Glozier, N.S, Hackett, Maree, Parag, Varsha and Anderson, Craig (2008) The influence of psychiatric morbidity on return to paid work after stroke in younger adults: The auckland regional community stroke (ARCOS) study, 2002 to 2003. Stroke, 39 (5). pp. 1526-1532. ISSN 0039-2499
- Published Version
Official URL: http://stroke.ahajournals.org/content/39/5/1526.fu...
BACKGROUND AND PURPOSE-: Few data exist on the determinants of return to paid work after stroke, yet participation in employment is vital to a person's mental well-being and role in society. This study aimed to determine the frequency and determinants of return to work, in particular the effect of early psychiatric morbidity, in a population-based study of stroke survivors. METHODS-: The third Auckland Regional Community Stroke (ARCOS) study was a prospective, population-based, stroke incidence study undertaken in Auckland, New Zealand during 2002 to 2003. After a baseline assessment early after stroke, data were collected on all survivors at 1 and 6 months follow-up. Multiple variable logistic regression was used to determine predictors of return to paid work. Data are reported with odds ratios (OR) and 95% confidence intervals (CI). RESULTS-: Among 1423 patients registered with first-ever strokes, there were 210 previously in paid employment who survived to 6 months, of whom 155 (74%) completed the GHQ-28 and 112 (53%) had returned to paid work. Among those cognitively competent, psychiatric morbidity at 28 days was a strong independent predictor of not returning to work (Odds Ratio 0.39; 95% CI 0.22 to 0.80). Non-New Zealand European ethnicity (OR 0.40; 95% CI 0.17 to 0.91), prior part-time, as opposed to full-time, employment 0.36 (0.15 to 0.89), and not being functionally independent soon after the stroke 0.28 (0.13 to 0.59) were the other independent age- and gender-adjusted predictors of not successfully returning to paid work. CONCLUSIONS-: About half of previously employed people return to paid employment after stroke, with psychiatric morbidity and physical disability being independent, yet potentially treatable, determinants of this outcome. Appropriate management of both emotional and physical sequelae would appear necessary for optimizing recovery and return to work in younger adults after stroke.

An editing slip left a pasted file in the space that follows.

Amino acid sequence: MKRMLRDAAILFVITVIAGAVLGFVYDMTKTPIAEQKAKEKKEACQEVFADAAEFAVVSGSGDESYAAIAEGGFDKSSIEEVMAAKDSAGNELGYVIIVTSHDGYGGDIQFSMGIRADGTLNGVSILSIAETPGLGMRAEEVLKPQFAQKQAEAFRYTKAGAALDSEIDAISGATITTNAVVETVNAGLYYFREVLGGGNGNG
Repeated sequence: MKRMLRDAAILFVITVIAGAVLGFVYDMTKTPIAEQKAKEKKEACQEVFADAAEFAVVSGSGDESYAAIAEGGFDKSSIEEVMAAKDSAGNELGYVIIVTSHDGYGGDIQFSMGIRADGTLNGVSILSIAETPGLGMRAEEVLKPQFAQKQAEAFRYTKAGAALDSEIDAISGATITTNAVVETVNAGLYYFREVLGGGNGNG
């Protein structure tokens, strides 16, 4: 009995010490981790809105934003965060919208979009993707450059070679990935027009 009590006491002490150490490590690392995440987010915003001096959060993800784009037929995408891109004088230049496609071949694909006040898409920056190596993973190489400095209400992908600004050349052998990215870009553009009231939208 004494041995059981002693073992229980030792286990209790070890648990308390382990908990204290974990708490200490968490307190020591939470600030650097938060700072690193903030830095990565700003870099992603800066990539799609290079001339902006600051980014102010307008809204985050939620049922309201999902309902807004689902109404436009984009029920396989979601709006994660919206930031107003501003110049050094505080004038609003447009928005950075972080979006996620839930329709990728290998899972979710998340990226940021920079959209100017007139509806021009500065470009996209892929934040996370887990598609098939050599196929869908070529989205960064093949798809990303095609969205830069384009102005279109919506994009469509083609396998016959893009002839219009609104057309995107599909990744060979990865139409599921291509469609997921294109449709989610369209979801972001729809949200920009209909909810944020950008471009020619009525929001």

|Uncontrolled Keywords (separate with ;):||Employment; New Zealand; Outcome; Psychiatric morbidity; Stroke; Work|
|Subjects:||B - Subjects allied to medicine > B700 - Nursing|
|Schools:||Faculty of Health and Wellbeing > School of Nursing|
|Deposited By:||Simone Finley|
|Deposited On:||01 Feb 2013 16:37|
|Last Modified:||21 Oct 2016 07:40|
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